I’ve always had a complex relationship with alcohol, but not in the conventional way you might expect. For many, binge drinking is apart of life and can lead to many hilarious stories and memories. For others, the effect of drink can be catastrophic. Growing up alongside alcoholism, it impacted me in a lot of ways. I wanted to explore the impact my experiences had on what, (for most people) isn’t even a question! Should I drink or not?
From a young age I was surrounded by alcohol, I feel I was practically raised in a pub! As I got older I saw first hand the impact alcohol had on people close to me, and not in a good way. I have never seen my dad not have a drink in his hand, and unfortunately, too much of the strong stuff would make him (let’s say not a very nice man). I also heard a lot of stories of how my grandfathers were both violent drunks the impact this had on their families, my parents. Fast forward a few years and I lost my uncle to alcoholism and nearly my dad (although indirectly). It doesn’t take a genius to work out the impact this had on me growing up. I recognise, especially with my uncle that alcoholism is a horrible disease that can really take hold of you when you are at your most vulnerable and take advantage of those who struggle with their mental health.
Not drinking because I was unhappy?
As I approached the drinking age and headed for University, I knew going out/drinking was almost a rite of passage, how you made friends. Struggling with my own mental health at 18 I was absolutely terrified of drinking. Not necessarily because I thought alcoholism was heredity but in case I enjoyed it! I have always been fairly open and honest about my mental health and self-harm and as a teenager, it was particularly prevalent. You hear people talk about addictive personalities and I worried I had one, I thought if I drank and liked it and it made me feel good, I would substitute one self-destructive behaviour with another.
Control was the other thing I was afraid of or more lack of it! People always say how you are not as in control of your actions under the influence. What if I hurt myself under the influence. It just wasn’t worth taking the risk. So throughout the whole of University and early adulthood, I was completely t-total and to be honest, I was fine with it. I learnt some valuable lessons like you don’t need alcohol to have a good time or indeed a good conversation (contrary to popular belief).
Drinking because I was happy?
Again, fast forward a few years I enter the world of sales and recruitment. Rewards were given in the form of lavish nights out and an all-expenses-paid bar. What a nightmare! Dealing with drunk people when you are sober = such a chore. I just could not let myself go! I did envy them slightly the ability just to relax, make a bit of a fool of themselves but in a good way where you can laugh at yourself and not take yourself too seriously.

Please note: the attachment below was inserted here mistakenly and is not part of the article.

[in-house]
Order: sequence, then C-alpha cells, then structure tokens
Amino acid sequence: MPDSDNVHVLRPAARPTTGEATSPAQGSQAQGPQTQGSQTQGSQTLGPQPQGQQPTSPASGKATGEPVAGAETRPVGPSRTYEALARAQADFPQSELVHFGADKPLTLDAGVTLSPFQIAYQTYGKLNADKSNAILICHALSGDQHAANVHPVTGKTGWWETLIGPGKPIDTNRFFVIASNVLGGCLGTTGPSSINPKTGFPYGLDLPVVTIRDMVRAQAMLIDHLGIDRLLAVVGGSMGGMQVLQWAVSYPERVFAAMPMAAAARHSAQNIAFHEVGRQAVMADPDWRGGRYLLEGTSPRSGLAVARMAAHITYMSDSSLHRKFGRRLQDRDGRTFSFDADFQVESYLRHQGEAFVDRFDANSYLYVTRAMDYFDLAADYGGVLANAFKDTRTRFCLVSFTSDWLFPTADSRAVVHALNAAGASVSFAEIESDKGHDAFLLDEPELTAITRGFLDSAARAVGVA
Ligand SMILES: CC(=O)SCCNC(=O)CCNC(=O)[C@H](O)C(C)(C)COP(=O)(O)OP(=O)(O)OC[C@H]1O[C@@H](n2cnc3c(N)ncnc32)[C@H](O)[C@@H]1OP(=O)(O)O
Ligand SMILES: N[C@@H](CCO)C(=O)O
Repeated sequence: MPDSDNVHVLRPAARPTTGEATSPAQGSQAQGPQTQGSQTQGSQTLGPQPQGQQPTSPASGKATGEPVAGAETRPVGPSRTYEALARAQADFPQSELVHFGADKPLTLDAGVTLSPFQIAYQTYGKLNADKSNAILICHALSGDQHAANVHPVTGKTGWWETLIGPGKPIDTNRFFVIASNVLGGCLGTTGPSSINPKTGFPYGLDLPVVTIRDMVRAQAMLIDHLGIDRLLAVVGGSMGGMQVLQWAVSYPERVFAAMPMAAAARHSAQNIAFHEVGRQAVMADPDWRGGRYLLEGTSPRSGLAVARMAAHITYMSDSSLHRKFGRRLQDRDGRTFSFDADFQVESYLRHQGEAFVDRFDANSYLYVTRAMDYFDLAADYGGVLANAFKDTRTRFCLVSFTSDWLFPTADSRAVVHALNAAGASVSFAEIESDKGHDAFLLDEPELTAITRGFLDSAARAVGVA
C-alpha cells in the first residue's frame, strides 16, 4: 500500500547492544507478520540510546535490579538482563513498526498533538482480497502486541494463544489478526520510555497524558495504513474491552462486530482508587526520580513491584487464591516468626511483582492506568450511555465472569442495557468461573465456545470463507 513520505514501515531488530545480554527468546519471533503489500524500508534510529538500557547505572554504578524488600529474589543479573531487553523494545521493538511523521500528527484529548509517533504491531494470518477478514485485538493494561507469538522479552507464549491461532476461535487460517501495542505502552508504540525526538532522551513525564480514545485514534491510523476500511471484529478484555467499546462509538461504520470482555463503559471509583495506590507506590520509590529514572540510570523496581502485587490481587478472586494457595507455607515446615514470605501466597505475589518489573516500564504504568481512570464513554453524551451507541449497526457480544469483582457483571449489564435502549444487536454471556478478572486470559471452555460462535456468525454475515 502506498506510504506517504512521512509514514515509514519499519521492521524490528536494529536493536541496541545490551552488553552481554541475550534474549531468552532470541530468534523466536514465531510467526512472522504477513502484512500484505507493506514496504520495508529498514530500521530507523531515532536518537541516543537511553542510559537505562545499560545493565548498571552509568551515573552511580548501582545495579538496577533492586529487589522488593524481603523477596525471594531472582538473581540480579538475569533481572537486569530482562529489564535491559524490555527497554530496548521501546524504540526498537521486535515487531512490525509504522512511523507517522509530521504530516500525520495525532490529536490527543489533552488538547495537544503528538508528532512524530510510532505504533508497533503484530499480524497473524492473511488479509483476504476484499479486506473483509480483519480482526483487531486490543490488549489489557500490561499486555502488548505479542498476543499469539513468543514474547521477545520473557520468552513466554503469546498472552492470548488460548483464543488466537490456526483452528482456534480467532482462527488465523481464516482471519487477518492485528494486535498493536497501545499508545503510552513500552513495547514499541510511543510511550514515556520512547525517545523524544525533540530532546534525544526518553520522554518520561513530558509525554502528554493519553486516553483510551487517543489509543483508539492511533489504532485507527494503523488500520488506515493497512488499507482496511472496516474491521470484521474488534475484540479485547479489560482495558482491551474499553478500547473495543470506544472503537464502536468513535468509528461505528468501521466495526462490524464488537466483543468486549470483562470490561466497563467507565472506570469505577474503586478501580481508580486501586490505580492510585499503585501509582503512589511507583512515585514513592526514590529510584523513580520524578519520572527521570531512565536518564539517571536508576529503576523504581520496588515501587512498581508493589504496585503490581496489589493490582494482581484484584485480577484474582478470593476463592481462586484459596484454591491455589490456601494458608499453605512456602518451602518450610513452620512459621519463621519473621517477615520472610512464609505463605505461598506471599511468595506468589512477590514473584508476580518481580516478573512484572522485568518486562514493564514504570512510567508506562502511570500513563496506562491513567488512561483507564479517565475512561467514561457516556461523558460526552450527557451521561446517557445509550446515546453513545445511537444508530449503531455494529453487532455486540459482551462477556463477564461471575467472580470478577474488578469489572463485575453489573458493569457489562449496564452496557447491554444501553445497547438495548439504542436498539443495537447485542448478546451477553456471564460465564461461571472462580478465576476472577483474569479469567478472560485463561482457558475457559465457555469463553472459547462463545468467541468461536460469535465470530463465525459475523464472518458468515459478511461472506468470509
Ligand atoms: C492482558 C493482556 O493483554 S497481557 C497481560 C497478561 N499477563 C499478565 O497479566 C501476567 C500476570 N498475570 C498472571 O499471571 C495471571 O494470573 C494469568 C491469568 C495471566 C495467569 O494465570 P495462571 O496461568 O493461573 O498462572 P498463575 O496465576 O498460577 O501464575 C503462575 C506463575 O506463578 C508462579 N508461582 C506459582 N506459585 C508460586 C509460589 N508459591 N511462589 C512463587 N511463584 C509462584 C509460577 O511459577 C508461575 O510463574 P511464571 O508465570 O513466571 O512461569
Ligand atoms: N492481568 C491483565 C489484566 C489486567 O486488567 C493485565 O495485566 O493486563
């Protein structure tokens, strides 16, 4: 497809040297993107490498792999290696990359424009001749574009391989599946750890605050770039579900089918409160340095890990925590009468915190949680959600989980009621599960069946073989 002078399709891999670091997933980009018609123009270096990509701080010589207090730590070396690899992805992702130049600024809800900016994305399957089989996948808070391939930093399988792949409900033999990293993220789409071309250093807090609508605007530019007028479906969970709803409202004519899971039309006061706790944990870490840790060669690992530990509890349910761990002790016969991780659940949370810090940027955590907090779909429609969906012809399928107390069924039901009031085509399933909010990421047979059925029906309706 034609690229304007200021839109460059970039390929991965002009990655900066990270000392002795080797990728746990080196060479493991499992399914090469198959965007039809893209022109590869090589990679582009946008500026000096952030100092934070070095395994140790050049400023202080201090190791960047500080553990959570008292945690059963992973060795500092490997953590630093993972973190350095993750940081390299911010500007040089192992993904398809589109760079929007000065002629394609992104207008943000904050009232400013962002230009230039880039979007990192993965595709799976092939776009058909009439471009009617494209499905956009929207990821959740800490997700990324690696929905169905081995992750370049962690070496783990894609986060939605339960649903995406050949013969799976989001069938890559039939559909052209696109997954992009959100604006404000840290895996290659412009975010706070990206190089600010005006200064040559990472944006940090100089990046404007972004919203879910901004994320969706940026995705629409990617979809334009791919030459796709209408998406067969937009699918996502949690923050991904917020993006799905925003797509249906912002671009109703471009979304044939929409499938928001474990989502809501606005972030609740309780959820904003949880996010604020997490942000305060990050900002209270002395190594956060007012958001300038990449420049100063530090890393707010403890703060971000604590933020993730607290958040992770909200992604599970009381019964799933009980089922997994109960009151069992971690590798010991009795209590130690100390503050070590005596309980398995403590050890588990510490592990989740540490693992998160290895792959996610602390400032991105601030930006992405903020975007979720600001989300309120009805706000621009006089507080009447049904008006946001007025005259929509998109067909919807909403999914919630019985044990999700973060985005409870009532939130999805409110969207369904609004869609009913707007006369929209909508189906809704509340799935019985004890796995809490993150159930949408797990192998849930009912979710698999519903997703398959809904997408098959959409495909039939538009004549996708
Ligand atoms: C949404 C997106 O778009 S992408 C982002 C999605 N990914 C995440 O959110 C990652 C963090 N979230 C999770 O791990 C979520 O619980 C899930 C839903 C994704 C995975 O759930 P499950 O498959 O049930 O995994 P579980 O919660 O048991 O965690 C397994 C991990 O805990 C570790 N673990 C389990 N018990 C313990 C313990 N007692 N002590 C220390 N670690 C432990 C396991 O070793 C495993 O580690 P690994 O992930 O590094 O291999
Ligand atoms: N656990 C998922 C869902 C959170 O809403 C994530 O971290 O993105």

One day, something changed and I decided to have a drink at a corporate do, and guess what….the world didn’t cave in around me. I realised that having an occasional drink wasn’t going to make me an alcoholic. However, a key part of that decision was also where my mental health was. Unlike the years prior I was in a much happier and stable place, so I didn’t need to worry that it was going to become some kind of coping mechanism. May seem a little far fetched for some people but a state of mind really made a difference!
Since then, I have been known to actually enjoy a night out and have finally found my drink of choice (Gin). I guess the moral of the story is, bad experiences can really affect the choices you make in life, even the simple ones. But with a good bit of caution and trust in yourself, you can overcome whatever fears you have. Even little ones like this!
One thought on “The Alcohol Complex”
Great post as always Amy! I am fortunate that I have always had a positive relationship with alcohol, but in my job role I regularly see the absolute devastation it can cause to individuals and their families.
I can’t pretend to know you well, but I think I have gained a sense of you through your honest and open blog posts and through MftM on FB. My impression is that you have done an amazing job of overcoming adversity in your life and should be very proud of your achievements.
Mental health is a fickle thing and I know first hand that memories of past traumatic events are always there lingering below the surface, ready to come flooding back at the slightest trigger so stay strong, remain positive and you will fo far in life.
Thanks for sharing your experiences – it is a brave but I am sure quite a therapeutic thing to do. I am sure you have a good support network around you, but if you ever just need a friendly ear you know how to contact me via FB. I am very busy learning how to be a good dad to my 13 week old little girl whilst juggling family life, work and some quite complex acute and chronic back issues (which are sadly keeping me out of the hills and mountains) but I look forward to your future blog posts.